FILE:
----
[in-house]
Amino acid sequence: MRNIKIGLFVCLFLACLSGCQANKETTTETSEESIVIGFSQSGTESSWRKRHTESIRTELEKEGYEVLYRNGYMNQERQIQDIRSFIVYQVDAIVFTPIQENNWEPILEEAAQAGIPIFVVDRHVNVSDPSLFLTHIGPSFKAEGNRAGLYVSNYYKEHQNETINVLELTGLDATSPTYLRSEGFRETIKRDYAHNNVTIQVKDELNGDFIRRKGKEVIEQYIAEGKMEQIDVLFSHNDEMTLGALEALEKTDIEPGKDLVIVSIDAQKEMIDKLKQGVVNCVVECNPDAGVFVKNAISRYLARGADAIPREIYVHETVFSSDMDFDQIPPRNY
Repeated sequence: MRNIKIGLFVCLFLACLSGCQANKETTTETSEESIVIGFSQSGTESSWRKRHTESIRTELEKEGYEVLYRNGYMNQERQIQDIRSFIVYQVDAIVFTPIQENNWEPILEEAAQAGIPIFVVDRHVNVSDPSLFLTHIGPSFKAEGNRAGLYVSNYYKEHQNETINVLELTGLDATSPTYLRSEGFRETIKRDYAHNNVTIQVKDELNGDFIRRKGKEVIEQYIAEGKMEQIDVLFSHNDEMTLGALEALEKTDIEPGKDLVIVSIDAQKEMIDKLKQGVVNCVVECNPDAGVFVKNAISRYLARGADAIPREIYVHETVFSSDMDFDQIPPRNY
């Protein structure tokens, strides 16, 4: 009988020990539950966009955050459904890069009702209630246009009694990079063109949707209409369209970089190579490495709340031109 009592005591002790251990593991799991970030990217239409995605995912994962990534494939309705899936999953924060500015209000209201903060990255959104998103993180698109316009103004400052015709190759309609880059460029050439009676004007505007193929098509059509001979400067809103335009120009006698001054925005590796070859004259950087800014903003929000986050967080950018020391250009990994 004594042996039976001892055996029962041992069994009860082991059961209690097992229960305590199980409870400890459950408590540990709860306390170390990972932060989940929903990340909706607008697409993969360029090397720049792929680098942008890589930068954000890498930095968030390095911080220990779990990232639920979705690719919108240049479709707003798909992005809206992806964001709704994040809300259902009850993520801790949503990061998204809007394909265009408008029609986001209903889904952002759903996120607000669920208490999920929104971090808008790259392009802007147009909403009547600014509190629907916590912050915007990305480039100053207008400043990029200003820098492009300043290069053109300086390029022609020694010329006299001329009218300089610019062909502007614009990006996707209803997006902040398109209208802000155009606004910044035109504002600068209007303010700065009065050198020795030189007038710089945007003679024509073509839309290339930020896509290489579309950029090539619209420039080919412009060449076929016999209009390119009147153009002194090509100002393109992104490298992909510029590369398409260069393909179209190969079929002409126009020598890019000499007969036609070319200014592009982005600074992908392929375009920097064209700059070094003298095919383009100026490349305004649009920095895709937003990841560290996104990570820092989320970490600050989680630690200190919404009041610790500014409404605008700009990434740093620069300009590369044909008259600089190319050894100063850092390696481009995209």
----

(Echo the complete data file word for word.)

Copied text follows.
[in-house]
Amino acid sequence: MRNIKIGLFVCLFLACLSGCQANKETTTETSEESIVIGFSQSGTESSWRKRHTESIRTELEKEGYEVLYRNGYMNQERQIQDIRSFIVYQVDAIVFTPIQENNWEPILEEAAQAGIPIFVVDRHVNVSDPSLFLTHIGPSFKAEGNRAGLYVSNYYKEHQNETINVLELTGLDATSPTYLRSEGFRETIKRDYAHNNVTIQVKDELNGDFIRRKGKEVIEQYIAEGKMEQIDVLFSHNDEMTLGALEALEKTDIEPGKDLVIVSIDAQKEMIDKLKQGVVNCVVECNPDAGVFVKNAISRYLARGADAIPREIYVHETVFSSDMDFDQIPPRNY
Repeated sequence: MRNIKIGLFVCLFLACLSGCQANKETTTETSEESIVIGFSQSGTESSWRKRHTESIRTELEKEGYEVLYRNGYMNQERQIQDIRSFIVYQVDAIVFTPIQENNWEPILEEAAQAGIPIFVVDRHVNVSDPSLFLTHIGPSFKAEGNRAGLYVSNYYKEHQNETINVLELTGLDATSPTYLRSEGFRETIKRDYAHNNVTIQVKDELNGDFIRRKGKEVIEQYIAEGKMEQIDVLFSHNDEMTLGALEALEKTDIEPGKDLVIVSIDAQKEMIDKLKQGVVNCVVECNPDAGVFVKNAISRYLARGADAIPREIYVHETVFSSDMDFDQIPPRNY
């Protein structure tokens, strides 16, 4: 009988020990539950966009955050459904890069009702209630246009009694990079063109949707209409369209970089190579490495709340031109 009592005591002790251990593991799991970030990217239409995605995912994962990534494939309705899936999953924060500015209000209201903060990255959104998103993180698109316009103004400052015709190759309609880059460029050439009676004007505007193929098509059509001979400067809103335009120009006698001054925005590796070859004259950087800014903003929000986050967080950018020391250009990994 004594042996039976001892055996029962041992069994009860082991059961209690097992229960305590199980409870400890459950408590540990709860306390170390990972932060989940929903990340909706607008697409993969360029090397720049792929680098942008890589930068954000890498930095968030390095911080220990779990990232639920979705690719919108240049479709707003798909992005809206992806964001709704994040809300259902009850993520801790949503990061998204809007394909265009408008029609986001209903889904952002759903996120607000669920208490999920929104971090808008790259392009802007147009909403009547600014509190629907916590912050915007990305480039100053207008400043990029200003820098492009300043290069053109300086390029022609020694010329006299001329009218300089610019062909502007614009990006996707209803997006902040398109209208802000155009606004910044035109504002600068209007303010700065009065050198020795030189007038710089945007003679024509073509839309290339930020896509290489579309950029090539619209420039080919412009060449076929016999209009390119009147153009002194090509100002393109992104490298992909510029590369398409260069393909179209190969079929002409126009020598890019000499007969036609070319200014592009982005600074992908392929375009920097064209700059070094003298095919383009100026490349305004649009920095895709937003990841560290996104990570820092989320970490600050989680630690200190919404009041610790500014409404605008700009990434740093620069300009590369044909008259600089190319050894100063850092390696481009995209």